The Islamic party is suffused with myopia and hallucination and the Malay-dominated PKR is stuck in a race-groove.

The DAP ought to be congratulated on having pulled off a coup inNetto T enlisting Samad Said. What it should do now is to borrow a leaf from his book: emulate his deportment – go easy on the swagger and assertion and try subtlety and indirection. These are the arts of the Malay world. The DAP is fortunate now to have in its ranks someone to tutor them in those skills.

Hang Tuah and the Hangs remain in the Malay Psyche, says Author Kassim Ahmad

June 5, 2015

Author Kassim Ahmad responds: Hang Tuah and the Hangs remain in the Malay Psyche

by Kassim Ahmad*

Kassim on Hang TuahI am writing on this topic in response to Prof. Khoo Kay Kim’s belated findings on Hang Tuah and his four comrades of the famed 15th century  Malay Malacca Sultanate and my friend Mr. Din Merican’s slightly cynical article, “Hang Tuah dan Hang Apa Lagi” in his blog.

[READ ONhttps://dinmerican.wordpress.com/2015/06/01/the-myth-of-hang-tuah-hang-apa-lagi/ ].

The good professor’s findings were that Hang Tuah and his four comrades were not real, but merely myths. What surprised me is that the story of Hang Tuah (Hikayat Hang Tuah) has been there for more than 300 years, and my two friends just discovered that it was a mythology. Therefore, generation of Malays have been fooled. For a moment we looked stupid.

I said, “For a moment,” on purpose. Because I quickly realized that what we call this real world is also a myth.  There have been many myths, and they are as old as the world.  Mythologies abound in the ancient world, in Babylon, Mesopotamia,  In Egypt, India, China, even in ancient Greece where the rationalism of Socrates and Aristotle first took root.

laksamana-melayu MahathirThe 21st Century Hang Jebat–Is he a myth too?

We are told that all the prophets brought the religion of monotheism at their different phases, culminating with the last Prophet Muhammad. Yet we know that every time, 300 years after each prophet, the strict monotheism of Abraham, Moses and Jesus, and even Muhammad, became soiled by elements of polytheism. The monotheism of Moses became the religion of Judaism, of Jesus the religion of Christianity, and of Muhammad the religions of “the People of the Tradition” (Ahlil Sunnah Wal-Jama’ah).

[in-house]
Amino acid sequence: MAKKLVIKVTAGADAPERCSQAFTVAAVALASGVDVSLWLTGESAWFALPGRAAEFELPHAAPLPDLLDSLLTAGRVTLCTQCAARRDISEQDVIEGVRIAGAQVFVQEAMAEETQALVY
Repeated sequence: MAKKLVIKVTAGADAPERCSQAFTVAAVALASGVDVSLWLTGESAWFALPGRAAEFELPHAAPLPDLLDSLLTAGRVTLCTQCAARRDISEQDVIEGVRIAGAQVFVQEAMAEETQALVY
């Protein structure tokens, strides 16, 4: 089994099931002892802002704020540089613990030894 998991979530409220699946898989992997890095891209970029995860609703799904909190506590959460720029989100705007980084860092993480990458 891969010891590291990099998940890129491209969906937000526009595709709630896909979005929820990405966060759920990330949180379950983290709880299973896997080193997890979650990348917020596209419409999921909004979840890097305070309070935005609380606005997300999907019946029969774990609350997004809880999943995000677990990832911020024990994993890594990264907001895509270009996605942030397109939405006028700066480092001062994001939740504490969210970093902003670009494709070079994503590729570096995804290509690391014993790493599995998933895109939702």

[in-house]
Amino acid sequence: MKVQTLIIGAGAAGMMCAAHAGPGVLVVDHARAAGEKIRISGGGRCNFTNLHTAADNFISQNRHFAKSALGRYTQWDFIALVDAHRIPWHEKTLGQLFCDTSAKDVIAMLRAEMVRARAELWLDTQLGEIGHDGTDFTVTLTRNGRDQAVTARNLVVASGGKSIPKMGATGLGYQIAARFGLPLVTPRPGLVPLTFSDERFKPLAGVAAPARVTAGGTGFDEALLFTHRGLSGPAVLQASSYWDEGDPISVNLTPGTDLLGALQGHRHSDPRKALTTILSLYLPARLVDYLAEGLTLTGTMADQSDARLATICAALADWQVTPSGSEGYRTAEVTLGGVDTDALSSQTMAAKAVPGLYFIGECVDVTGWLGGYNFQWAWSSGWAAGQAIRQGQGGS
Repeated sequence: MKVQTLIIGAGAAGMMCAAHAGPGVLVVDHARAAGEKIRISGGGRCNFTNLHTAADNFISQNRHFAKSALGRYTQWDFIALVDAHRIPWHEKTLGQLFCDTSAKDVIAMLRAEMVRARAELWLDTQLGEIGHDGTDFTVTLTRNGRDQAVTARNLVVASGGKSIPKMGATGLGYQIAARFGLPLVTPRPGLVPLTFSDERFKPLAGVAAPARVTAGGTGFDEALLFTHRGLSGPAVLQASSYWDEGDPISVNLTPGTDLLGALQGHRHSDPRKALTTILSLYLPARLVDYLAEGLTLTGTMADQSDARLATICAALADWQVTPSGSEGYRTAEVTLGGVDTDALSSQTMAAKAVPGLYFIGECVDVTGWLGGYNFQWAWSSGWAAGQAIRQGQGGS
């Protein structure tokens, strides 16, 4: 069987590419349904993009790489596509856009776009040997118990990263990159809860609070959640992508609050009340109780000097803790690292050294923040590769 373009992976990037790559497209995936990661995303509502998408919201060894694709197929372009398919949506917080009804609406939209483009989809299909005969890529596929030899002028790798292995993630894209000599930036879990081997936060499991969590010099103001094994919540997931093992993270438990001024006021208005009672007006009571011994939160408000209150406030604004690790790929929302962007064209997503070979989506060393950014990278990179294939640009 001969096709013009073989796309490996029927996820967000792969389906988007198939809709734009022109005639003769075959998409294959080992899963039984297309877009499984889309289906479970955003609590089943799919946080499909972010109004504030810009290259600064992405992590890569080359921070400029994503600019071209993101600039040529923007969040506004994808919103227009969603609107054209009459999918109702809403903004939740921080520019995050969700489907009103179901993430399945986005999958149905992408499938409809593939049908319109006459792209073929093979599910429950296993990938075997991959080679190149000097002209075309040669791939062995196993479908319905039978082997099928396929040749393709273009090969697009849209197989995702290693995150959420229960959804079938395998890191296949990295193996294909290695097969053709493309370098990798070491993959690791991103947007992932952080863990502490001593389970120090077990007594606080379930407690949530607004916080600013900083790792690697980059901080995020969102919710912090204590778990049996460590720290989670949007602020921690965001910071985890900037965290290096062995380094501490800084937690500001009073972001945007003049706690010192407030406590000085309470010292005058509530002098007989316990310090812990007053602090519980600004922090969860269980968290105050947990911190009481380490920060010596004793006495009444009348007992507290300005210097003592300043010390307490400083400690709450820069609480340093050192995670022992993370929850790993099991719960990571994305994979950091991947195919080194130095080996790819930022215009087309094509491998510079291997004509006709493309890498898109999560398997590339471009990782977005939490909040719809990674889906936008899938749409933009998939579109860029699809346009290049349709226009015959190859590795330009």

That was during the pre-scientific pre-modern era. With the advent of Muhammad, the human species entered the modern scientific era.

The Malay Malacca Sultanate of the 15th century with its Hang Tuah and his comrades emerged in the modern era. Whether Hang Tuah and his comrades did really exist or not is not really a relevant question to raise.

What is relevant and important is to note is that they and their exploits have entered into the lives of Pak Kassimgenerations of Malays in the wider Malay World. This fact is manifested in many forms: road names, names of warships and in many literary and cultural forms. They live in the psyche of the Malay people. This is not a myth. It is a reality.

*KASSIM AHMAD, author of Hikayat Hang Tuah, respected public intellectual and scholar from Kedah Darul Aman, is a Malaysian freelance writer. His website is www.kassimahmad.blogspot.com

‘The Daemon Knows,’ by Harold Bloom

May 27, 2015

Phnom Penh

NY TIMES Sunday Book Review

‘The Daemon Knows,’ by Harold Bloom

Read Bloom, and you may be led to suppose it so. “Walt Whitman,” he writes, “overwhelms me, possesses me, as only a few others — Dante, Shakespeare, ­Milton — consistently flood my entire being. . . . Without vision, criticism perishes.” And: “I rejoice at all strong ­transports of sublimity.” And again: “True criticism recognizes itself as a mode of memoir.” And finally, emphatically: “I believe there is no critical method except yourself.” It is through intoxicating meditations such as these that Bloom has come to his ­formulation of the American Sublime, and from this to his revelation of the daemon: the very Higgs boson of the sublime. Bloom’s beguiling daemon can be construed as the god ­within; he is sire to the exaltations of apotheosis, shamanism, Gnosticism, Orphism, Hermeticism and, closer to home, ­Emerson’s “Self-Reliance.” He is made manifest through the voice of poets and in the chants of those weavers of tales, like Melville and Faulkner, who are kin to ­poets.